A select group of journalists belonging to the Ghana Watsan Journalists Network (GWJN), Monday began a two-day tour of rural water and sanitation projects under the jurisdiction of the Community Water and Sanitation Agency (CWSA) in the Central Region.
The tour, which is under the auspices of the Ministry of Water Resources Works and Housing and sponsored by the European Union (EU), forms part of a four day tour of small town water and sanitation projects in both the Western and Central regions of Ghana being funded by the European Union (EU).
Members of the network began the tour with a visit to the offices of the Central Region CWSA, where they were briefed by the Regional Director, Mr. Stephen Opoku Tuffuor and his staff about the extent of work that has been done by the agency and the challenges they face.
Addressing the journalists representing various media houses, Mr. Opoku Tuffuor disclosed that although the EU has provided funding of €23 million for 40 small town water projects (20 each for Central and Western regions) with €590,000 from beneficiary communities, they have only been able to construct 18 at great cost, in view of the salinity of groundwater in the region, which is the major obstacle his outfit has to grapple with in its work.
“The whole of the coastal zone is in the salinity belt and so the possibility of getting fresh water is very very minimal,” the CWSA Regional Director said, citing senior high schools, Mfantsiman and Apam Secondary as well as a village – Nkamfoa among a host of others, as places that they could not sink boreholes due to the very high salinity of the groundwater.
He however intimated that despite the salinity obstacle, the Central Region’s water coverage now averages 50%, made up of 44.92% provided with support from the Government of Ghana and other development partners, while 5.08% represents the 20 water systems provided with the support of the EU.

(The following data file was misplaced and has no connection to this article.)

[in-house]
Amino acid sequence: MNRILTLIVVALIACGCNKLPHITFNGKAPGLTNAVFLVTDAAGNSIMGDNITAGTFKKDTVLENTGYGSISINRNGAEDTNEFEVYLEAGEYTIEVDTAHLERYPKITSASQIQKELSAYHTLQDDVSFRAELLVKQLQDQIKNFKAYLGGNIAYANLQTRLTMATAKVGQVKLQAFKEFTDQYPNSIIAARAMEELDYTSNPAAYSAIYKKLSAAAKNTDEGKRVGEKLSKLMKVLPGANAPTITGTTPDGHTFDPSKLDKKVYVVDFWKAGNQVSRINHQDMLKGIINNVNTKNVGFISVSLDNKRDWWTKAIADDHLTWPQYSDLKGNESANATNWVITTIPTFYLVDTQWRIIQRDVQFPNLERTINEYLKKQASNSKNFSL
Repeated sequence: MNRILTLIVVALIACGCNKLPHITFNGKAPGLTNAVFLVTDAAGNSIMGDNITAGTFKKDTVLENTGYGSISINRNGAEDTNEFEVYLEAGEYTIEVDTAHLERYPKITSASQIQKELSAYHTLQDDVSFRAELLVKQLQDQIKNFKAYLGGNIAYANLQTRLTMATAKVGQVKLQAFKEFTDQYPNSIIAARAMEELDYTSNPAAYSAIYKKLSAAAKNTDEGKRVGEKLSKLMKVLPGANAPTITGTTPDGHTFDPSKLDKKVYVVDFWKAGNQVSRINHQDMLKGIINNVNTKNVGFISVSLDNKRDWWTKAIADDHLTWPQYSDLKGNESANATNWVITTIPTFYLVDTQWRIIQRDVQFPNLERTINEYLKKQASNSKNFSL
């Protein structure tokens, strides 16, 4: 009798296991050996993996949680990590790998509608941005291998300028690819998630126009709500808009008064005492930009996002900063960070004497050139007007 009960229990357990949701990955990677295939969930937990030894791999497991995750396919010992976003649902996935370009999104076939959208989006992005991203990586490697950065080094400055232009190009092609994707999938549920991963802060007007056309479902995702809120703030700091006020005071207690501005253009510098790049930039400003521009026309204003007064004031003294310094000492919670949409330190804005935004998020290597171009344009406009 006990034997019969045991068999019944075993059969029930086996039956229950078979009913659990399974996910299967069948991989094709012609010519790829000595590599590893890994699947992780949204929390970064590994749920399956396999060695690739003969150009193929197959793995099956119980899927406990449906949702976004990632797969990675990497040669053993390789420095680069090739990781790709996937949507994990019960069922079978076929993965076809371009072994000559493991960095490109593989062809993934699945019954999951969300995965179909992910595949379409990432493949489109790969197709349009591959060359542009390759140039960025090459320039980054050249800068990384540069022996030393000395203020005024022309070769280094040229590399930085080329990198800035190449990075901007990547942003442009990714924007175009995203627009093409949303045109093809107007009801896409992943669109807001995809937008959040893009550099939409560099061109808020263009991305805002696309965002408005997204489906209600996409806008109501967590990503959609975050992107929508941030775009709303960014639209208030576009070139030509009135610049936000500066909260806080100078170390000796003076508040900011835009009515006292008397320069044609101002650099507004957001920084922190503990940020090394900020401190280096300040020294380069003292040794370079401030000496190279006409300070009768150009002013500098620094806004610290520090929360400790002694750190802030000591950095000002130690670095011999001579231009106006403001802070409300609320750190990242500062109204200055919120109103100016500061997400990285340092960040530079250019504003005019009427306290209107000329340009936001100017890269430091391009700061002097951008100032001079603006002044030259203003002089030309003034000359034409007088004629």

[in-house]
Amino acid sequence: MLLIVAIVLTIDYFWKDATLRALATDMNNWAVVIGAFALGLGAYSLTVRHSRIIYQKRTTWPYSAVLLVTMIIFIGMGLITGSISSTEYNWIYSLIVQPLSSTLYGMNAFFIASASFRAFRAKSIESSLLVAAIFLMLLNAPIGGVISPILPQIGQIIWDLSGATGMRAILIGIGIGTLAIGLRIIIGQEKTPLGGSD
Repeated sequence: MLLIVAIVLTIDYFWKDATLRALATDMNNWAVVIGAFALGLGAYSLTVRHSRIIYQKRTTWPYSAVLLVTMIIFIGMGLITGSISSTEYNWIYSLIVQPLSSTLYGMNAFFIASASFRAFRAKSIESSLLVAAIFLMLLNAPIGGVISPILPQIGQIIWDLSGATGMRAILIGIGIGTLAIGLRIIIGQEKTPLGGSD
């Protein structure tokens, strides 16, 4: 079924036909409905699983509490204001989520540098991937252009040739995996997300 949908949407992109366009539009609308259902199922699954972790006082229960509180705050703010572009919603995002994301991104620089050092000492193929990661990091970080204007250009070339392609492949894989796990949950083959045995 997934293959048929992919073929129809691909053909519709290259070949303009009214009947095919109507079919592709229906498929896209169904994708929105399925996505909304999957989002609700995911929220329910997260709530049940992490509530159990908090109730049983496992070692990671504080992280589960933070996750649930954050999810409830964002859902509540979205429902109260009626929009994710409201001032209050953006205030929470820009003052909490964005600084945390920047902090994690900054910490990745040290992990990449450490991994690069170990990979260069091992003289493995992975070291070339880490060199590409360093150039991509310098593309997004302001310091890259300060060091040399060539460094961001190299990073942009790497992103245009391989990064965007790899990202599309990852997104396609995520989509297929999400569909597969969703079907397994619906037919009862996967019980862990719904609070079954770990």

He divulged that another problem the region is encountering is a huge gap in water and sanitation delivery services, partly in view of some wrong projections made that the region had attained about 88% to 90% in water coverage, after a project by Agence Française de Développement (AFD) from France, which spanned 1992 to 1996.

Mr. Tuffuor explained that in view of that projection there was no development partner to assist in providing potable water for four years, adding that it was not until 2000 that DANIDA (Danish Development Agency), came on board and tasked CWSA to count all bore holes in the region and indicate which ones were functional.
He explained further that another reason for the gap is because of an arrangement made over time that CWSA does not go to communities which have Ghana Water Company Limited (GWCL) pipes running through them because of the assumption that those communities are catered for by GWCL.
“Wherever pipes are passing CWSA doesn’t go there because we are complementing each other and not competing,” he stated.
The Regional Director however affirmed that after realising that it is not all communities which have GWCL pipes running through them that are supplied water by GWCL, which is why there is a gap, they are currently liaising with GWCL to connect water to such communities.